The last few months have been a wake-up call for anyone who cares about privacy. But perhaps it’s just been another headline blocking your way to the last round of sports, because I’ll tell you one truth: the generation I’m part of just doesn’t care about privacy. We all knew Google and most free services were grabbing our data and serving us ads. We grew up with that routine, so much so that some of us learned to share online before we got into math. This behavior is so prevalent that the upcoming generations have their fates sealed already, with their pictures being exposed all over the internet sometimes before they’re even born. It’s like The Truman Show, with many, many Trumans.
Yet, I didn’t leave Google due to privacy, I did so because of its use of my private data. Using Google daily and being targeted with its ads is like having a bad fight with your best friend, when he uses your darkest shared secrets against you. After a chain of events, the dismissal of Reader and the new ads in Gmail camouflaged within your inbox, I decided it was time to jump out. That’s what I did and I’m here to tell you how.
If you decide to move away from Google, this is where I suggest you to start. There’s Bing from Microsoft, which is free and offers a good alternative. Still, though, with Bing you’re also keeping your data on a large company, one in the governmental watch roll. If you’re looking for a versatile and private search engine, your best pick is definitely DuckDuckGo, which is the place I chose to find stuff. It has an average learning curve, but it is worth.
There’s one thing to think about when you choose any of these services, one that will haunt you as long as you try to move away from Google: integration. Most browsers nowadays offer Bing as a default search engine — even Google Chrome, which also has DuckDuckGo on the list. If you’re on Safari you can pick Bing already. For DuckDuckGo you’ll have to rely on an extensions like Glims to give you more options. Bing is also an option on mobile, meanwhile DuckDuckGo demands the use of its own app or, as I do, an action in Launch Center Pro (that is, on the iPhone).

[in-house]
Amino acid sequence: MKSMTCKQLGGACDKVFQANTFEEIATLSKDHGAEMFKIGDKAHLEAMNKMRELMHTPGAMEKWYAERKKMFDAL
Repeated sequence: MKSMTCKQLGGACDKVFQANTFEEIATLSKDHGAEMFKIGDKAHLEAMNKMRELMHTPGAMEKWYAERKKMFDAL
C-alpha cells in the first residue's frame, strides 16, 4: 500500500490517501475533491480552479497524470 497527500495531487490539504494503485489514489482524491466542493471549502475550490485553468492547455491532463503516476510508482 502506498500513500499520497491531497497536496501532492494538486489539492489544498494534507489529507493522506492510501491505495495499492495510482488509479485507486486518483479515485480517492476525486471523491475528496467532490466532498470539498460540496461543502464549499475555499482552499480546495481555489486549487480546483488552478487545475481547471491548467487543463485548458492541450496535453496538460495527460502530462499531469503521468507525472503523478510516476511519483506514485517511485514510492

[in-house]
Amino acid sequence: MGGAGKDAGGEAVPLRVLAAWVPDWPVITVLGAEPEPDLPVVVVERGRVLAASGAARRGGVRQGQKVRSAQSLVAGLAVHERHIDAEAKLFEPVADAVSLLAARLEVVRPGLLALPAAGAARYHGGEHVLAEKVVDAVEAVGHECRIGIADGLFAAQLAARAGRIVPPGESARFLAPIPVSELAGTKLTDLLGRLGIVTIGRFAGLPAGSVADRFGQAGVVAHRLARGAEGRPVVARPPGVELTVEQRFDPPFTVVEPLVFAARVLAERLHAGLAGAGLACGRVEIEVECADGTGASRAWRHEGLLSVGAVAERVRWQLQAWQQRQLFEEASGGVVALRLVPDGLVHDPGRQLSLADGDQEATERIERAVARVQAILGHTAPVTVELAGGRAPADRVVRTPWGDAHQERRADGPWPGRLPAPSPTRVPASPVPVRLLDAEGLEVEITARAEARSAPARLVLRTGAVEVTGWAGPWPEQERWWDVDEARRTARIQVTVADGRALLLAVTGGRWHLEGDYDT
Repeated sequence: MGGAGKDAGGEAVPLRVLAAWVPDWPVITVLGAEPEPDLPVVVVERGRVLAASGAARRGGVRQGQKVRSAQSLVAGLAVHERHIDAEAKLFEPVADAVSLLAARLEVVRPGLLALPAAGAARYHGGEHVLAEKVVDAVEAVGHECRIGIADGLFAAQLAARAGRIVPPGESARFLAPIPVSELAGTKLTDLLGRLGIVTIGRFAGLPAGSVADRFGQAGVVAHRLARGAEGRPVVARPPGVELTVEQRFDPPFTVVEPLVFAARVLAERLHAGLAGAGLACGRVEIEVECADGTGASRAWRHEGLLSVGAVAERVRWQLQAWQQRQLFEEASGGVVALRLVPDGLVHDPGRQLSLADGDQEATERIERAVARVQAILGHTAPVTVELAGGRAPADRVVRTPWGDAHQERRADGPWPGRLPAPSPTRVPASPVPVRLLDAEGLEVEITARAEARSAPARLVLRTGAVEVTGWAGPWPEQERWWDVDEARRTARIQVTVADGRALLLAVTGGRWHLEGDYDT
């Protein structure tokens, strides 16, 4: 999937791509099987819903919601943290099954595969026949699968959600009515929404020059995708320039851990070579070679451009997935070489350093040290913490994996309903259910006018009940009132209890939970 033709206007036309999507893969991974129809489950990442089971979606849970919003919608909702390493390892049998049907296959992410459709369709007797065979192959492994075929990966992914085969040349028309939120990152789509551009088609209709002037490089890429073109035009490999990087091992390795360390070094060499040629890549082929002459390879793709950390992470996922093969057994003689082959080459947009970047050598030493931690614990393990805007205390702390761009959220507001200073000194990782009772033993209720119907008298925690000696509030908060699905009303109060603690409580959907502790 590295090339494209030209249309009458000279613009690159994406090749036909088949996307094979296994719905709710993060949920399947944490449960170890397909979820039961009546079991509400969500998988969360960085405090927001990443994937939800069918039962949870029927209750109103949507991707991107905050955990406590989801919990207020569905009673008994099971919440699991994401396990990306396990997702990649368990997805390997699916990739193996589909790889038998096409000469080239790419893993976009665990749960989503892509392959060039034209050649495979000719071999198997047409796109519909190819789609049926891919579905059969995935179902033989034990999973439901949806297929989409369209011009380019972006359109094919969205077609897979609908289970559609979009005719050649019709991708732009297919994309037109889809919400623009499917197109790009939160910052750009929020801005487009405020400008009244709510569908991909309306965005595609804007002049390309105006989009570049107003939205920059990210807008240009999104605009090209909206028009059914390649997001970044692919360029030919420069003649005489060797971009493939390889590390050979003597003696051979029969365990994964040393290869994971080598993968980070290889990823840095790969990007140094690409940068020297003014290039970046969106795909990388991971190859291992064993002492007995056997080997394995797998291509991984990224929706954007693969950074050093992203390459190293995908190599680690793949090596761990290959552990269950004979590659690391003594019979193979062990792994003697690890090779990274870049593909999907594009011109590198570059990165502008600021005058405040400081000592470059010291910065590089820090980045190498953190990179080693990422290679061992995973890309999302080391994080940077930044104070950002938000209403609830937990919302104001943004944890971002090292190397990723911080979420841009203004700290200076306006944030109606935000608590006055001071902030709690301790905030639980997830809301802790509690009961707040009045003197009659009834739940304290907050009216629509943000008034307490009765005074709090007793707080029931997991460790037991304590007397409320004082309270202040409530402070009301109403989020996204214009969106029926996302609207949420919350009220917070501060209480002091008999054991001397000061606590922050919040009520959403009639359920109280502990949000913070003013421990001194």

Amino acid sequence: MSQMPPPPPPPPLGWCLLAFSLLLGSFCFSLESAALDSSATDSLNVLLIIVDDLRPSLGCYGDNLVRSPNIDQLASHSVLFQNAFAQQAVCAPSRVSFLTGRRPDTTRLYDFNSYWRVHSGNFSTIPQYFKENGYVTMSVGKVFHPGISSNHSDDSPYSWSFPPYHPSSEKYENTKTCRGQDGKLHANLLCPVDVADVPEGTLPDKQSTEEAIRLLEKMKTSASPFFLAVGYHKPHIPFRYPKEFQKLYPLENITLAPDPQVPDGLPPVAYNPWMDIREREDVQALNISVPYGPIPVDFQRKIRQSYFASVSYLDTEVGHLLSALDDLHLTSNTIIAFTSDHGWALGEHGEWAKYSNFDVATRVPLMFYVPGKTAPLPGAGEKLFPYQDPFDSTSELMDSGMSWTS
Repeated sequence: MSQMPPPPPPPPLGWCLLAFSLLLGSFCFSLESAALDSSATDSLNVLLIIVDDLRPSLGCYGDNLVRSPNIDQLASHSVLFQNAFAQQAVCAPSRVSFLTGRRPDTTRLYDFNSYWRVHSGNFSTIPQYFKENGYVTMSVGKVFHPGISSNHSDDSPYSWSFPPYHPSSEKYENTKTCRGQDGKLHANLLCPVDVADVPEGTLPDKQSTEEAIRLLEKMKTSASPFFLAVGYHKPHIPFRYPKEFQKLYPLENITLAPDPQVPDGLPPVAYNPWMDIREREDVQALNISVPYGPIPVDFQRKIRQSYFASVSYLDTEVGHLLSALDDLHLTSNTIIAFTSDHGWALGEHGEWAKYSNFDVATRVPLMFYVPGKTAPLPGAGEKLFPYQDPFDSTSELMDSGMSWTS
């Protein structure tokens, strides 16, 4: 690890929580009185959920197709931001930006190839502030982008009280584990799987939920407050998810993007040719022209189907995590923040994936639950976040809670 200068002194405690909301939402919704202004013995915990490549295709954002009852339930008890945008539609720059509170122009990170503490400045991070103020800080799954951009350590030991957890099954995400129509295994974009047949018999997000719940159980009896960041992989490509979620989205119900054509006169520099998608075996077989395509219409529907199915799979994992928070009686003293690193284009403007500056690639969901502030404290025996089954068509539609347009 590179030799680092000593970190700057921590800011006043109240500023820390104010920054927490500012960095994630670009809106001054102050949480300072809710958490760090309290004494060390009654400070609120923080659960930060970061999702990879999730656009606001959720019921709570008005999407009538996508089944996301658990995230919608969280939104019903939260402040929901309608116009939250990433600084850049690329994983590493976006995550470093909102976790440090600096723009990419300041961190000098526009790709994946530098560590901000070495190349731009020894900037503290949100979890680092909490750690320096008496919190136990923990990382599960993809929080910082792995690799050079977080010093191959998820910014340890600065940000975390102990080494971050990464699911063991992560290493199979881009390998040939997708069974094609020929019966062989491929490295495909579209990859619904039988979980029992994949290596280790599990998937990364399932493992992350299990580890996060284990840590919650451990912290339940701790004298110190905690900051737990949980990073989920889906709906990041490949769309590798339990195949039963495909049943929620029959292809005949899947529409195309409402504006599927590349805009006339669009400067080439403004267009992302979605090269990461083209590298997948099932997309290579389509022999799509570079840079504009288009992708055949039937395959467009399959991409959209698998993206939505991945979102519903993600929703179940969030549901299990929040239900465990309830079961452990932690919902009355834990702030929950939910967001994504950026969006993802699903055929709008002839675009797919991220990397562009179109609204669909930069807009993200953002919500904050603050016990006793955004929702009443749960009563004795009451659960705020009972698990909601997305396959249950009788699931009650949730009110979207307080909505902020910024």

I’m still looking for a proper replacement for Google Images, which I call from DuckDuckGo itself sporadically. So if you have a great suggestion, leave it in the comments.
I was never a huge fan of Google Drive for the same reason it was so hard to move away from Google Search. Dropbox is so much better integrated among my applications and resources. As an Apple user, whatever is not synced through Dropbox uses iCloud. Another fine new alternative is Copy, which offers a good amount of capacity for new accounts.
However, the best part of Drive is not the storage, but its tools. Creating a spreadsheet or a presentation is smooth and fantastic. Microsoft has been offering the Office package for the web and last year, when Google Docs was still a thing, it took the best outcome in our comparison. We also have a recent review of the suite you should check out. Apple users can count on the recent iWork Beta, which is the tool I’m relying upon nowadays. If you’re trying to stay away from any major corporation, Zoho offers many web apps, including a Docs suite.